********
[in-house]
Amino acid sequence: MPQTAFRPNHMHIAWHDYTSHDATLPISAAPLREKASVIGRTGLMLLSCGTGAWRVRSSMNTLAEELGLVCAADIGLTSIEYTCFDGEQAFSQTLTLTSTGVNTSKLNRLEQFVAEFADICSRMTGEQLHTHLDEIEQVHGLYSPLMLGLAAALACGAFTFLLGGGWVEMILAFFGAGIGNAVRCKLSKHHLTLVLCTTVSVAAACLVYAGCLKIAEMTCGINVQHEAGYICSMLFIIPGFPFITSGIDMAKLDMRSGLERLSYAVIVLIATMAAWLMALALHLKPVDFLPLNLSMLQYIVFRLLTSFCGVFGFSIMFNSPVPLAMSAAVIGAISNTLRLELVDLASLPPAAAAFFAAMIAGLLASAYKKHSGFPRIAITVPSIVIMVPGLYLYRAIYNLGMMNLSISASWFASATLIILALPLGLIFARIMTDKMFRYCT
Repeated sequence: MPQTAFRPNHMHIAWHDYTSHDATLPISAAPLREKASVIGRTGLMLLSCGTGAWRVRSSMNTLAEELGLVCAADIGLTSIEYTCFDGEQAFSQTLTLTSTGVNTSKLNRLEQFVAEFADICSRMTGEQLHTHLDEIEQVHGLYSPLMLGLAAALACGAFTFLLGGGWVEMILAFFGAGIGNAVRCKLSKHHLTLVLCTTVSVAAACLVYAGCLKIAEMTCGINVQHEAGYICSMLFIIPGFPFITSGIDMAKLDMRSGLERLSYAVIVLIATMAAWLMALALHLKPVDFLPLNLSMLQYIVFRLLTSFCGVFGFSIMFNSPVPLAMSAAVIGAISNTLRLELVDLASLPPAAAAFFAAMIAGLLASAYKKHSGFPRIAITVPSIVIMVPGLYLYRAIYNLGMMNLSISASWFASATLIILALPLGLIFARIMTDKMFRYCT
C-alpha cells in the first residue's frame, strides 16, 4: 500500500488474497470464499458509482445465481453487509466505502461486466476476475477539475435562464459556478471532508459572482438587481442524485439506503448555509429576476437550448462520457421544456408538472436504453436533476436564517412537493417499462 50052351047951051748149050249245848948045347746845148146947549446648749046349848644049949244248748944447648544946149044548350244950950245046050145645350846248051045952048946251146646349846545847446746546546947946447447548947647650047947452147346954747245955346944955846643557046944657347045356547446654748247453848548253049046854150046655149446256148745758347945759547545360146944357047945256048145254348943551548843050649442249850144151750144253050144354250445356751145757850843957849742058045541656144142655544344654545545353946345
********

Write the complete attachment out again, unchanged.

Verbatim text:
[in-house]
Amino acid sequence: MPQTAFRPNHMHIAWHDYTSHDATLPISAAPLREKASVIGRTGLMLLSCGTGAWRVRSSMNTLAEELGLVCAADIGLTSIEYTCFDGEQAFSQTLTLTSTGVNTSKLNRLEQFVAEFADICSRMTGEQLHTHLDEIEQVHGLYSPLMLGLAAALACGAFTFLLGGGWVEMILAFFGAGIGNAVRCKLSKHHLTLVLCTTVSVAAACLVYAGCLKIAEMTCGINVQHEAGYICSMLFIIPGFPFITSGIDMAKLDMRSGLERLSYAVIVLIATMAAWLMALALHLKPVDFLPLNLSMLQYIVFRLLTSFCGVFGFSIMFNSPVPLAMSAAVIGAISNTLRLELVDLASLPPAAAAFFAAMIAGLLASAYKKHSGFPRIAITVPSIVIMVPGLYLYRAIYNLGMMNLSISASWFASATLIILALPLGLIFARIMTDKMFRYCT
Repeated sequence: MPQTAFRPNHMHIAWHDYTSHDATLPISAAPLREKASVIGRTGLMLLSCGTGAWRVRSSMNTLAEELGLVCAADIGLTSIEYTCFDGEQAFSQTLTLTSTGVNTSKLNRLEQFVAEFADICSRMTGEQLHTHLDEIEQVHGLYSPLMLGLAAALACGAFTFLLGGGWVEMILAFFGAGIGNAVRCKLSKHHLTLVLCTTVSVAAACLVYAGCLKIAEMTCGINVQHEAGYICSMLFIIPGFPFITSGIDMAKLDMRSGLERLSYAVIVLIATMAAWLMALALHLKPVDFLPLNLSMLQYIVFRLLTSFCGVFGFSIMFNSPVPLAMSAAVIGAISNTLRLELVDLASLPPAAAAFFAAMIAGLLASAYKKHSGFPRIAITVPSIVIMVPGLYLYRAIYNLGMMNLSISASWFASATLIILALPLGLIFARIMTDKMFRYCT
C-alpha cells in the first residue's frame, strides 16, 4: 500500500488474497470464499458509482445465481453487509466505502461486466476476475477539475435562464459556478471532508459572482438587481442524485439506503448555509429576476437550448462520457421544456408538472436504453436533476436564517412537493417499462 50052351047951051748149050249245848948045347746845148146947549446648749046349848644049949244248748944447648544946149044548350244950950245046050145645350846248051045952048946251146646349846545847446746546546947946447447548947647650047947452147346954747245955346944955846643557046944657347045356547446654748247453848548253049046854150046655149446256148745758347945759547545360146944357047945256048145254348943551548843050649442249850144151750144253050144354250445356751145757850843957849742058045541656144142655544344654545545353946345